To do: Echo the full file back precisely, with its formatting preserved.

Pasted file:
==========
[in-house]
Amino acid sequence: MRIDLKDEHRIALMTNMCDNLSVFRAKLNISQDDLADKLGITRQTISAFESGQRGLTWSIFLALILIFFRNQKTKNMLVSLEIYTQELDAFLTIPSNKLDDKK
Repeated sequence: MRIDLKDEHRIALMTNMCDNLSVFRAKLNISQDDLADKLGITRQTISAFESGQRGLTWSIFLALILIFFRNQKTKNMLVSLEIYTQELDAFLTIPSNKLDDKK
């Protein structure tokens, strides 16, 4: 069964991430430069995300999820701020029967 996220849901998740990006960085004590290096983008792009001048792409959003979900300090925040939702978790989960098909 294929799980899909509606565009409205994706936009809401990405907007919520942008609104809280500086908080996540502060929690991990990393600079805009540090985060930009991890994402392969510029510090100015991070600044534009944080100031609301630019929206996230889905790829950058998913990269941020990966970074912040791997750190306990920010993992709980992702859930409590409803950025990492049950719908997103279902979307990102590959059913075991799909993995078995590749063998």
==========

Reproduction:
[in-house]
Amino acid sequence: MRIDLKDEHRIALMTNMCDNLSVFRAKLNISQDDLADKLGITRQTISAFESGQRGLTWSIFLALILIFFRNQKTKNMLVSLEIYTQELDAFLTIPSNKLDDKK
Repeated sequence: MRIDLKDEHRIALMTNMCDNLSVFRAKLNISQDDLADKLGITRQTISAFESGQRGLTWSIFLALILIFFRNQKTKNMLVSLEIYTQELDAFLTIPSNKLDDKK
């Protein structure tokens, strides 16, 4: 069964991430430069995300999820701020029967 996220849901998740990006960085004590290096983008792009001048792409959003979900300090925040939702978790989960098909 294929799980899909509606565009409205994706936009809401990405907007919520942008609104809280500086908080996540502060929690991990990393600079805009540090985060930009991890994402392969510029510090100015991070600044534009944080100031609301630019929206996230889905790829950058998913990269941020990966970074912040791997750190306990920010993992709980992702859930409590409803950025990492049950719908997103279902979307990102590959059913075991799909993995078995590749063998």